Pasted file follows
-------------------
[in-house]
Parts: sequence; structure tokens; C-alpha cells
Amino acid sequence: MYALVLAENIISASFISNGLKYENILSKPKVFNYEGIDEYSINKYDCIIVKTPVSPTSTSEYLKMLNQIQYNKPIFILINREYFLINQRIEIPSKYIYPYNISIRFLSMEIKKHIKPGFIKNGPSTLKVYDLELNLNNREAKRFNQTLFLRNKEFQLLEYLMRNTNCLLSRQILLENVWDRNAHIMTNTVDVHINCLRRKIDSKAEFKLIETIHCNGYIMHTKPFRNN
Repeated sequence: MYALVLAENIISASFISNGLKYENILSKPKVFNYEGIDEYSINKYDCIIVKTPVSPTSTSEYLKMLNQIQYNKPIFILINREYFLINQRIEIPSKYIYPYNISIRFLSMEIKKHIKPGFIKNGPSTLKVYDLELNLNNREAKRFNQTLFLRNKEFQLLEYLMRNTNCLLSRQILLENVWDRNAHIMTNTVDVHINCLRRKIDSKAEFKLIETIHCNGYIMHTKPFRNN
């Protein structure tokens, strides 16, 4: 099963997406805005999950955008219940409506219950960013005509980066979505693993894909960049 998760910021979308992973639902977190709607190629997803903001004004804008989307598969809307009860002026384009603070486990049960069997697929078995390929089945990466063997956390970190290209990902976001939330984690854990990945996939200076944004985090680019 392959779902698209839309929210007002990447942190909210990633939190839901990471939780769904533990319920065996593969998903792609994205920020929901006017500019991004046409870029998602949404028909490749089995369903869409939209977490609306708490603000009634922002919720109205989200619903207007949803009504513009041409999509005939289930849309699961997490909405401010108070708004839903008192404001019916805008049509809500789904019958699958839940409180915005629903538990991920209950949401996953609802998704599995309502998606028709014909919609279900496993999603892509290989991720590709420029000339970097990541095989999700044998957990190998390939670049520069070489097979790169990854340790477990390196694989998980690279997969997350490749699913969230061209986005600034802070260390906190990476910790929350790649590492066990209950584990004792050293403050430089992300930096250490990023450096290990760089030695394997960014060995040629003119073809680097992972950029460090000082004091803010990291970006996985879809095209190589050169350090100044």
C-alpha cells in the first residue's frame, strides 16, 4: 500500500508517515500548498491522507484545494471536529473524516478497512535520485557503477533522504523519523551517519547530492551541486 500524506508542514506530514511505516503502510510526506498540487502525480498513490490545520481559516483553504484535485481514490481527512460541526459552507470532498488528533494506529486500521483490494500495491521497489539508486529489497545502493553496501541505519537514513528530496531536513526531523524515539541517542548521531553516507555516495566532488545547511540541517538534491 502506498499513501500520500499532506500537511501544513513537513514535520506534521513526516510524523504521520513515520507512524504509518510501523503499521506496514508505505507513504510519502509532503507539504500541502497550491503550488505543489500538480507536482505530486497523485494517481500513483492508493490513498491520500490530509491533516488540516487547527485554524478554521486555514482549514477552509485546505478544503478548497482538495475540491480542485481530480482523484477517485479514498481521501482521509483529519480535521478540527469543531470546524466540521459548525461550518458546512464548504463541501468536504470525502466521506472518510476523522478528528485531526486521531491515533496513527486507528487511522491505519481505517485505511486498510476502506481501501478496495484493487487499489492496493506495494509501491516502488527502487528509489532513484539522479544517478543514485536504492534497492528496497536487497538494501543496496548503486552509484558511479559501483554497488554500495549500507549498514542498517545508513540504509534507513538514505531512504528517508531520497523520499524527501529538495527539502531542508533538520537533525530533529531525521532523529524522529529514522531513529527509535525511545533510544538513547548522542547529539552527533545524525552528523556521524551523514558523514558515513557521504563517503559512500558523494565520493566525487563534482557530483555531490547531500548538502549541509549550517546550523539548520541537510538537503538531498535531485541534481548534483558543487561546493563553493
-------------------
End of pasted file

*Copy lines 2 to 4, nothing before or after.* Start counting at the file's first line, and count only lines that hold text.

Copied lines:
Parts: sequence; structure tokens; C-alpha cells
Amino acid sequence: MYALVLAENIISASFISNGLKYENILSKPKVFNYEGIDEYSINKYDCIIVKTPVSPTSTSEYLKMLNQIQYNKPIFILINREYFLINQRIEIPSKYIYPYNISIRFLSMEIKKHIKPGFIKNGPSTLKVYDLELNLNNREAKRFNQTLFLRNKEFQLLEYLMRNTNCLLSRQILLENVWDRNAHIMTNTVDVHINCLRRKIDSKAEFKLIETIHCNGYIMHTKPFRNN
Repeated sequence: MYALVLAENIISASFISNGLKYENILSKPKVFNYEGIDEYSINKYDCIIVKTPVSPTSTSEYLKMLNQIQYNKPIFILINREYFLINQRIEIPSKYIYPYNISIRFLSMEIKKHIKPGFIKNGPSTLKVYDLELNLNNREAKRFNQTLFLRNKEFQLLEYLMRNTNCLLSRQILLENVWDRNAHIMTNTVDVHINCLRRKIDSKAEFKLIETIHCNGYIMHTKPFRNN